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July 14, 2004

Deaf West's 'Big River' flows smoothly

From: Houston Chronicle, TX - Jul 14, 2004


The ingenious revival of Big River that opened Tuesday evening at Miller Outdoor Theatre works wonders with the show by adding another dimension to its storytelling. That dimension is American Sign Language, skillfully interwoven throughout the show by the dedicated cast, which mingles deaf, hearing and hard-of-hearing players.

This innovative treatment reinvents the pleasant but largely uninspired 1985 musical version of Mark Twain's classic The Adventures of Huckleberry Finn giving it new resonance, expressiveness and artistic validity.

Originated by Los Angeles' Deaf West Theatre and produced on Broadway last season, the Tony-nominated revival has taken to the road, presented here by tour co-producer Theatre Under The Stars.

William Hauptman's script remains a capable, streamlined, albeit oversimplified and somewhat preachy retelling of Twain's saga about ne'er-do-well adolescent Huck, runaway slave Jim and their adventures along the Mississippi.

Roger Miller's agreeable but seldom memorable songs exude folksy flavor, ranging from bluegrass to gospel. Yet they fall prey to a certain sameness. Too often, they offer incidental embellishment when they should grab the story and propel it forward. Some are completely irrelevant, i.e., When the Sun Goes Down in the South, for those scalawag con men the King and the Duke.

Still, the score boasts some affecting moments when it grabs the opportunities in Huck and Jim's friendship (the rousing Muddy Water and the gently touching Worlds Apart), or Huck's emotional growth and realization of the evils of slavery (Waitin' for the Light to Shine, Leaving's Not the Only Way to Go).

Director Jeff Calhoun capitalizes on the storytelling aspect, demonstrating that there are many ways to tell a tale through the mix of speech, singing and signing.

The variety with which the effect is achieved lends freshness and surprise. For some characters, such as Jim and Tom Sawyer, one actor speaks, sings and signs the role. For others, like Huck's Pap, two actors dressed identically appear in tandem, one signing, one speaking and singing.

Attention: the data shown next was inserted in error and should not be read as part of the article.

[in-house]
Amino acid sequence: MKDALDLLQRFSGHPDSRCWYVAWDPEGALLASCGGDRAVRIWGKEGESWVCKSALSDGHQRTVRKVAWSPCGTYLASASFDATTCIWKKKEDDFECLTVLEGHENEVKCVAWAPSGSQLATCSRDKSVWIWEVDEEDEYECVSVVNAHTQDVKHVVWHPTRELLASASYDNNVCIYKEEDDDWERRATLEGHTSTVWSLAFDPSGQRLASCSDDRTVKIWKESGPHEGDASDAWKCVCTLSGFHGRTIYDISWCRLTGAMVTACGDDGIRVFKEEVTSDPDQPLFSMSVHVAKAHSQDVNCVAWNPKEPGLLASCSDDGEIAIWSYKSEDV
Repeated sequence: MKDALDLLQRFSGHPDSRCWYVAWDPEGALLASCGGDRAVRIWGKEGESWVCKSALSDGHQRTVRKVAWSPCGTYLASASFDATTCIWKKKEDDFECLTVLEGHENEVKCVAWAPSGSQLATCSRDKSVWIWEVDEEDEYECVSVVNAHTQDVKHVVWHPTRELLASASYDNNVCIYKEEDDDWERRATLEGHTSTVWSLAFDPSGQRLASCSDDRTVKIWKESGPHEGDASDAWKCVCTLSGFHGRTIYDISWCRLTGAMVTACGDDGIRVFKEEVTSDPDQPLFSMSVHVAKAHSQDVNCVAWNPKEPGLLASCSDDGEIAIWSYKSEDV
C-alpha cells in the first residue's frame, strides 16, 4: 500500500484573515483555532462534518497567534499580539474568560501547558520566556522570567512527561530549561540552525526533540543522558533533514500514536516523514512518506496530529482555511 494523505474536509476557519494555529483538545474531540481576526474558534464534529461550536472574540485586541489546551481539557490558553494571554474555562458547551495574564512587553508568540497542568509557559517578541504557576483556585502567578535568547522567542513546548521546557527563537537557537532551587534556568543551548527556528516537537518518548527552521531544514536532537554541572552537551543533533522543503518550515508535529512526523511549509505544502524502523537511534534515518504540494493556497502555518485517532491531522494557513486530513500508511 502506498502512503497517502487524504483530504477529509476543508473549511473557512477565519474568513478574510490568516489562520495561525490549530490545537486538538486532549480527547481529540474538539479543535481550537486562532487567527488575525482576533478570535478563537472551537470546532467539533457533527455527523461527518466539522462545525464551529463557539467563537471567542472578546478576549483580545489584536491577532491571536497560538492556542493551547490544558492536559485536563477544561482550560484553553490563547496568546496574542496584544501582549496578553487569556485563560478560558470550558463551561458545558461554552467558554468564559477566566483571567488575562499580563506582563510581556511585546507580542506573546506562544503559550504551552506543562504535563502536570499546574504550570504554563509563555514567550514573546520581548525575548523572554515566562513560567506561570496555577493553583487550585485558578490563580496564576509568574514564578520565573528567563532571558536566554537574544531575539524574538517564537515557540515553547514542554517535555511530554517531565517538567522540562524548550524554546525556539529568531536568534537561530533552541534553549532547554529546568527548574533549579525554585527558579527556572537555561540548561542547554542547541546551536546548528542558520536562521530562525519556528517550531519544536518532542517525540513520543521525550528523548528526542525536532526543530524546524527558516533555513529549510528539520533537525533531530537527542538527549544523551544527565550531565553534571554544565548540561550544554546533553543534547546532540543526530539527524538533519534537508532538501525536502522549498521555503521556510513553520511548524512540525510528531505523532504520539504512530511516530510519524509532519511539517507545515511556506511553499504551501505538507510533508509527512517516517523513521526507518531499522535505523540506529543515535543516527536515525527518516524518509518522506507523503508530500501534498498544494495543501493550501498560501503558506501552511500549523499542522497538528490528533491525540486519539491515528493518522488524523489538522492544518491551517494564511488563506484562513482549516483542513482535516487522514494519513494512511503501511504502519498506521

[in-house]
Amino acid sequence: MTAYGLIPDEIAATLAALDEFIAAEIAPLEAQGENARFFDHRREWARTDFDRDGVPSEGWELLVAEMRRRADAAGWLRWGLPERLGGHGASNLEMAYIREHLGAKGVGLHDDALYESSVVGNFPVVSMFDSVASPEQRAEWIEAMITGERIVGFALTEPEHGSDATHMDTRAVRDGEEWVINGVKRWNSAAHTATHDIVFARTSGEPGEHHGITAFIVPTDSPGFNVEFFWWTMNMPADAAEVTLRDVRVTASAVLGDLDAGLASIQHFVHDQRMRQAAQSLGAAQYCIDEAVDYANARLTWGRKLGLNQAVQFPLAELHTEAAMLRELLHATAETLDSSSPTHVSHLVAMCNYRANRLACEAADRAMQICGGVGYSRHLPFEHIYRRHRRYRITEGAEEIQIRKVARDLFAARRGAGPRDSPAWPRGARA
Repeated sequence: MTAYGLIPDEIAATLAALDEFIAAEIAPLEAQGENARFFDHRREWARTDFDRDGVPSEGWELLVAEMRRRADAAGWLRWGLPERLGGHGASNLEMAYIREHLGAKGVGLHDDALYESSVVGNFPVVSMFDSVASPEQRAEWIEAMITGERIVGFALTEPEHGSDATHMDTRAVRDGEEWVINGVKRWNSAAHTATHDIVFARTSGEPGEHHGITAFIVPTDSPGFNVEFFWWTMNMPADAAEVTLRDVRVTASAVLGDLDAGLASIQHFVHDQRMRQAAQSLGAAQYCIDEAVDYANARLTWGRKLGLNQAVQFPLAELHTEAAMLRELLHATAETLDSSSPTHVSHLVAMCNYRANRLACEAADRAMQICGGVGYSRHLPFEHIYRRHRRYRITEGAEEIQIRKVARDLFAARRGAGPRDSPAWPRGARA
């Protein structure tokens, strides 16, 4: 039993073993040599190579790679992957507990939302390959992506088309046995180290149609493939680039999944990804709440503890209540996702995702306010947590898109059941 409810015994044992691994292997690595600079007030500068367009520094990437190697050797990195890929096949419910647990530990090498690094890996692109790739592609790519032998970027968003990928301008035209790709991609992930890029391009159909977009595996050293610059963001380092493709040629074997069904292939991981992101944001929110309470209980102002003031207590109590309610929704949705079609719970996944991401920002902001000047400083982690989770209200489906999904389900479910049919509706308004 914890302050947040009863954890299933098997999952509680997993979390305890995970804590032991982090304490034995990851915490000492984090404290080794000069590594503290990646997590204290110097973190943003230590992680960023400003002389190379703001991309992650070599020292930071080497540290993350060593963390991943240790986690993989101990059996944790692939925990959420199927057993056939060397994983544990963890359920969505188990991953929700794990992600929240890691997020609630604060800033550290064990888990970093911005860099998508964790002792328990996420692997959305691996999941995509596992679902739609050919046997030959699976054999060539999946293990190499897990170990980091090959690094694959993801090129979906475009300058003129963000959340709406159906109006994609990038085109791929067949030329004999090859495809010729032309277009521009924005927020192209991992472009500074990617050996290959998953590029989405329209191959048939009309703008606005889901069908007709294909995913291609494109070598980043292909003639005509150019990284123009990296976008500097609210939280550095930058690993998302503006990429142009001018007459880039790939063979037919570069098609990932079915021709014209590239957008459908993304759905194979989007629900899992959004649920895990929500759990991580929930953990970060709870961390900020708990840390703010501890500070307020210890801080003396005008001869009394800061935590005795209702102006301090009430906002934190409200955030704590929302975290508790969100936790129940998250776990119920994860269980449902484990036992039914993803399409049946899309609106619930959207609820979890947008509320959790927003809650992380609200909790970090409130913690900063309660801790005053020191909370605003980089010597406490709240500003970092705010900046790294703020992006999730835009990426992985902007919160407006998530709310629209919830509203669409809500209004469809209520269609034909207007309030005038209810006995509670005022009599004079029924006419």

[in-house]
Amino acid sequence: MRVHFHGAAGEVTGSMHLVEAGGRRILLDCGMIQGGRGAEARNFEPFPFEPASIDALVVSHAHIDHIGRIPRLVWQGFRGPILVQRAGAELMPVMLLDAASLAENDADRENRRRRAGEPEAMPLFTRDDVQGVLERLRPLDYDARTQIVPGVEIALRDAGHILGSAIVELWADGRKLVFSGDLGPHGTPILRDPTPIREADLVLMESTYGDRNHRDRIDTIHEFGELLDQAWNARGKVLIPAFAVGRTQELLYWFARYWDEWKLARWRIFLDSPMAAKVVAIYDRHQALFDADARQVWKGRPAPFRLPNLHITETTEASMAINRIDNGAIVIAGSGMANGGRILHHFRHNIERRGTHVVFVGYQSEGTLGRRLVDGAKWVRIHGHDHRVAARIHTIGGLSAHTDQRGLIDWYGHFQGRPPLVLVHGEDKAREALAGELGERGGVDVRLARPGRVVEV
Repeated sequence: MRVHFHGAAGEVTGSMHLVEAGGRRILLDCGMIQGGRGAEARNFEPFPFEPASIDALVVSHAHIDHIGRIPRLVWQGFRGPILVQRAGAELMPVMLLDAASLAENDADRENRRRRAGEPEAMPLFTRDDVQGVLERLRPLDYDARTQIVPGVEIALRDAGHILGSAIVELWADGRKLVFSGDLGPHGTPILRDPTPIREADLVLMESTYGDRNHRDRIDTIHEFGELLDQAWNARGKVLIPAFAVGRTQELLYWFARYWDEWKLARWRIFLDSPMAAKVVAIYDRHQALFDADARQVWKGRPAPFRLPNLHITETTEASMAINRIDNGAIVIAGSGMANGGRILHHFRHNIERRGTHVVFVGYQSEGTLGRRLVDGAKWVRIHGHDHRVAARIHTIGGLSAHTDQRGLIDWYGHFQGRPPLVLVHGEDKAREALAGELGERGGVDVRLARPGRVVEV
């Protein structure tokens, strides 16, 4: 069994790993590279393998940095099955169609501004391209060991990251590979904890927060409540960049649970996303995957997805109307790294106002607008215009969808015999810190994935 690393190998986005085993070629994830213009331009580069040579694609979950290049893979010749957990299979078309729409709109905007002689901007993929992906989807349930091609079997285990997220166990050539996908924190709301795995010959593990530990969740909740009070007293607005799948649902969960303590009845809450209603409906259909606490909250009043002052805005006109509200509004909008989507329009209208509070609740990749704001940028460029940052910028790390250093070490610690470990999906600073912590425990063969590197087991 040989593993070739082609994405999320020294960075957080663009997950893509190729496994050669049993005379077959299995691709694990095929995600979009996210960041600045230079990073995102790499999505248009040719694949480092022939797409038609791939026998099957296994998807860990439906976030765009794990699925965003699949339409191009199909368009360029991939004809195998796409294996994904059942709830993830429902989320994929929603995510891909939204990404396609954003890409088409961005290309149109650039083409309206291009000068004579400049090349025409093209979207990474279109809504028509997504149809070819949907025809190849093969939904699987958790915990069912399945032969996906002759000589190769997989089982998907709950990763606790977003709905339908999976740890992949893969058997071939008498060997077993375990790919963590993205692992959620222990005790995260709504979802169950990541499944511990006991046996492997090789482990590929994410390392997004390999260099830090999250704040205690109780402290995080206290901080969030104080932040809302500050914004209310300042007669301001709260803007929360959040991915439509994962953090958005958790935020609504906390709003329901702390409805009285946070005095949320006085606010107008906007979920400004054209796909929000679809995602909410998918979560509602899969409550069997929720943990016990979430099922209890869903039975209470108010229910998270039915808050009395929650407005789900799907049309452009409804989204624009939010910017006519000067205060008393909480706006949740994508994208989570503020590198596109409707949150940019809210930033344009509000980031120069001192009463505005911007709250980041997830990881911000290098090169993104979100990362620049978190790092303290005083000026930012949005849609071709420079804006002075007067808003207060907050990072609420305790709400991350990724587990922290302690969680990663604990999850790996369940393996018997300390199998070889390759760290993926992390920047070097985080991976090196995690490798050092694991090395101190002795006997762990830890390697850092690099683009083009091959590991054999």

The inspiration is to treat ASL not merely as utilitarian translation, but as a crucial element of the show's artistry. The sheer beauty of the signing enhances key scenes, as in Huck and Jim's duet Worlds Apart, in which their gestures add a rich visual poetry that enhances the impact of the score's loveliest song.

Then there is the extraordinary moment when Huck and the ensemble are singing and signing Waiting for the Light to Shine and the stage suddenly goes silent but the song continues through the company's heartfelt signing. This is a revelation, momentarily erasing the difference between hearing and nonhearing theatergoers.

Calhoun's fast-paced direction supplies lots of heart and scads of clever visual touches. With two actors playing Pap, when one drinks from his jug, it's the other who wipes his own mouth with his sleeve. Then there's the droll pantomime of multiple actors' hands representing a bothersome pack of yapping hounds.

Tyrone Giordano is inspired casting as Huck, exuding youthful spirit, earthy innocence and scapegrace charm. His portrayal demonstrates that theatrical signing is achieved with the entire person, for his face and body are as agile and expressive as his hands. He eloquently conveys Huck's crisis of conscience.

Daniel Jenkins (who played Huck in the 1985 original) here enacts an avuncular Twain; doubling as Huck's voice, he gives his lines and songs a piquant twang.

Re-creating his Tony-nominated Jim, Michael McElroy distinguishes his mythic role with a powerhouse voice and depths of wounded nobility and emotion.

Troy Kotsur and Erick Devine prove a scene-stealing duo as disreputable Pap; they return to comparably comic effect as the pretentious rogues the Duke and the King. Christopher J. Hanke makes an irrepressibly mischievous Tom Sawyer.

Melissa Van Der Schyff lends a Dolly Parton-ish zest to her ballad as Mary Jane, Huck's brief flirtation. Gwen Stewart imbues her gospel solos with rafter-rocking intensity as the slave mother whose daughter is being sold away; Christina Dunams is moving in her signed portrayal as the beleaguered daughter.

Theater is, after all, about communication. In Deaf West's unique revival, everyone onstage contributes to communicating the big heart of this Big River.


When: 8:15 nightly through Sunday.

Where: Miller Outdoor Theatre, Hermann Park, 100 Concert Drive.

Tickets: Free tickets for covered seating available 11:30 a.m.-1 p.m. on the day of performance at the Miller box office; 713-284-8352.

Copyright 2004 Houston Chronicle